Baker emphasized that he has “never supported or agreed to any sort of statewide vaccine mandate program” several times, and added that he doesn’t plan to in the future. He explained that the mandate is only in place for people who “want to go to a wedding or to a church, or to a restaurant where proof of vaccination is required,” he said.

“This isn’t about creating a mandate or a statewide initiative of any kind, we just want to make sure that people have the ability, if they’ve been vaccinated and want to have proof that they’ve been vaccinated, that they can easily download it onto their phone and use it whenever they need to,” Baker said.

Baker also didn’t weigh in on the broader use of the technology, which he said will be rolled out “soon,” throughout an unnamed city, for example. Boston Mayor Michelle Wu has recently hinted that she’s considering a “vaccine passport” system similar to the one in New York City, which requires patrons to show their vaccination status before entering venues like gyms, theaters and restaurants.

“We said from the very beginning of the pandemic that we’re going to pursue one set of rules that we consider to be important at the state level, but we’re going to give locals a lot of latitude with respect to how they want to play it at the local level,” Baker said, making no mention of Boston or Wu.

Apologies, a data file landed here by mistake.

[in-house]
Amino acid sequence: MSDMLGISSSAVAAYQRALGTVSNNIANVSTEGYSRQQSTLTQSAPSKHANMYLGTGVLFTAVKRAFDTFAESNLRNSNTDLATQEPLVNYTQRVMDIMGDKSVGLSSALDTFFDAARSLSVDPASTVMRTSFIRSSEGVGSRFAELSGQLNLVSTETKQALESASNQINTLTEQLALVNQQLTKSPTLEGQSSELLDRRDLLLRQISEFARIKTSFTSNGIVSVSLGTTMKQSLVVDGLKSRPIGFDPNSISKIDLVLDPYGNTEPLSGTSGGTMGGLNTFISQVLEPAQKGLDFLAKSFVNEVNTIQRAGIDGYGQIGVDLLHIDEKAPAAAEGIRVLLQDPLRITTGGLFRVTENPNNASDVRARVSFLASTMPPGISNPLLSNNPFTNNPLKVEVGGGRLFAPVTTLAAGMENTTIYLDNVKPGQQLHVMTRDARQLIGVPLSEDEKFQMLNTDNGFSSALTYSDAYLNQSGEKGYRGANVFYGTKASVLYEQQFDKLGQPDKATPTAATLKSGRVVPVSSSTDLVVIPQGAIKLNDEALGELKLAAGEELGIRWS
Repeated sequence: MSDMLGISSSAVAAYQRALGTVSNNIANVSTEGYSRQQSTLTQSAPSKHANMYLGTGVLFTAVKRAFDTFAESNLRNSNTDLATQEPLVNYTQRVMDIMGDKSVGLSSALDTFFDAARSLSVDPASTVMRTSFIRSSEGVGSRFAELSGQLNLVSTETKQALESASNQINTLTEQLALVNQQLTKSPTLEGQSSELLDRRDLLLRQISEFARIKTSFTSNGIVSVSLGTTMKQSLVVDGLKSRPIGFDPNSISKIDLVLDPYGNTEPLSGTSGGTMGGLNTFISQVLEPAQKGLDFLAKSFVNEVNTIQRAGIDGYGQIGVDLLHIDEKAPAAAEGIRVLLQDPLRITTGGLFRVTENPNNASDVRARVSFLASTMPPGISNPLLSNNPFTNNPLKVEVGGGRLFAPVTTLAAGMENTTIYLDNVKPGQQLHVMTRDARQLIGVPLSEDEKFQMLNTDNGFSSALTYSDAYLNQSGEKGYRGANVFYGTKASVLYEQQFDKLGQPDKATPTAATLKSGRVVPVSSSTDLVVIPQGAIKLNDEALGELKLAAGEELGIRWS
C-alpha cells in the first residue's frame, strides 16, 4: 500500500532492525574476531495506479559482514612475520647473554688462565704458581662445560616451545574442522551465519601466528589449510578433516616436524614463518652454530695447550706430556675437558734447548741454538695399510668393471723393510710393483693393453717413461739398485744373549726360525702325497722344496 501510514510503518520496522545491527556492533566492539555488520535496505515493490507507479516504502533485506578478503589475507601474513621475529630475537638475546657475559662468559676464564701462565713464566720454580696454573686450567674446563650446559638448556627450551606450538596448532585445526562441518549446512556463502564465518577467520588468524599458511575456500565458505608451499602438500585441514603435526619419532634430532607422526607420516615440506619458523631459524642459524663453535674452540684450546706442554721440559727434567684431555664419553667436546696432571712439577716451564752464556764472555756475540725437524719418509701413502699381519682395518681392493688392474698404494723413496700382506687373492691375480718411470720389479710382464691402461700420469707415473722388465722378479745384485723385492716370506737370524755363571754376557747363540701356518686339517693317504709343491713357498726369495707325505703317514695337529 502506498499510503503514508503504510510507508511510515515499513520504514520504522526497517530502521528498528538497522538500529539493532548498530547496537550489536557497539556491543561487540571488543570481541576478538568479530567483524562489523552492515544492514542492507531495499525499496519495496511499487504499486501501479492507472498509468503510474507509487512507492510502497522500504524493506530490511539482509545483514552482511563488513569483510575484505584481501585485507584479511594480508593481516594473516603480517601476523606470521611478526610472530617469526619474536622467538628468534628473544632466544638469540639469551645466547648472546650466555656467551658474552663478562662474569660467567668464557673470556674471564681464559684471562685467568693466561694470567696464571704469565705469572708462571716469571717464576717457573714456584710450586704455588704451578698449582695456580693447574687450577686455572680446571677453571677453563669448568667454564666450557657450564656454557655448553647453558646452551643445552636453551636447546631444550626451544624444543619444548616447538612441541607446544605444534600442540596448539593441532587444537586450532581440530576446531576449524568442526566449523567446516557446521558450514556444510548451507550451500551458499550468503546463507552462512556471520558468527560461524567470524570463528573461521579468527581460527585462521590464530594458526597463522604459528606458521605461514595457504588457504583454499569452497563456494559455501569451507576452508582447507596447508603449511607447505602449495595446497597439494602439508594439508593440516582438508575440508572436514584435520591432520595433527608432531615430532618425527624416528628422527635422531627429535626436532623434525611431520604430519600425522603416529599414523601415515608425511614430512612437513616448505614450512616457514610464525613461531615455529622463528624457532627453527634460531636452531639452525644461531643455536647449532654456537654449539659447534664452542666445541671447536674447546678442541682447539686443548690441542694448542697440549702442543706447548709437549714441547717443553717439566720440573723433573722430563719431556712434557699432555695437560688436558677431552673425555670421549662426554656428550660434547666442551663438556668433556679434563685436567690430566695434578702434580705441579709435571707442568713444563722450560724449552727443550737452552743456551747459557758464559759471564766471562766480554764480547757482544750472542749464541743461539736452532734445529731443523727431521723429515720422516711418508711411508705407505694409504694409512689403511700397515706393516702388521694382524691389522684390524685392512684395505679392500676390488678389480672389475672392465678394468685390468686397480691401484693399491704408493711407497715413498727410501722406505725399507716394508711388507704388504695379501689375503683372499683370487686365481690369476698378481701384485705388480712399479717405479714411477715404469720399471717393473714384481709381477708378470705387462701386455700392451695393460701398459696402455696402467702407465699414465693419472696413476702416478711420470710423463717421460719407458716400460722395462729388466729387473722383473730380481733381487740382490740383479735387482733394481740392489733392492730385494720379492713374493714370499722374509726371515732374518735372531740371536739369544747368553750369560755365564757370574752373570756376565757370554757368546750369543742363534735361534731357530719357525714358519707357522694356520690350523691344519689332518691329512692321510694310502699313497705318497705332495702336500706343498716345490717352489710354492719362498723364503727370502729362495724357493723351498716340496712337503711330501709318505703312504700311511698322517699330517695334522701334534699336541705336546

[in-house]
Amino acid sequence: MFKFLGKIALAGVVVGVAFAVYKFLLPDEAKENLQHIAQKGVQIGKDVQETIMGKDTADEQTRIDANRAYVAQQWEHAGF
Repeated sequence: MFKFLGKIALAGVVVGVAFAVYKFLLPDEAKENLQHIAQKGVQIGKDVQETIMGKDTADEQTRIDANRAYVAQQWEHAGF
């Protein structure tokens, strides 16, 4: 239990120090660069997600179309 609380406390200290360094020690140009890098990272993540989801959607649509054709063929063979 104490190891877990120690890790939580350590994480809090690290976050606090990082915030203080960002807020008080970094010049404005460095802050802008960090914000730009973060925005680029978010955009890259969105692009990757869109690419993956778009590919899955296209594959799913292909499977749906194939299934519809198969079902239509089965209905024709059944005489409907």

Though the governor touted the ease of verification availability on people’s smartphones, even as the ACLU of Massachusetts has raised concerns.

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Charlie Baker attends groundbreaking at Norwood Hospital, damaged by 2020 flood

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Charlie Baker attends groundbreaking at Norwood Hospital, damaged by 2020 flood

Gov. Charlie Baker attended a groundbreaking ceremony in Norwood to mark the start of construction on a new hospital in the town after the old one was damaged in a June 2020 flood.

“There will be a beautiful new hospital here and this hospital will continue to provide care and service to this community for at least another 100 years,” Baker said. “But that wipeout that took place that day, that was another profound example of how you can’t always predict what every day is going to be like.”

Norwood Town Manager Tony Mazzucco said emergency rescuers evacuated over 100 people from the hospital that night during the pandemic and the storm without any injuries to patients or first responders.

The hospital is set to reopen in 2024.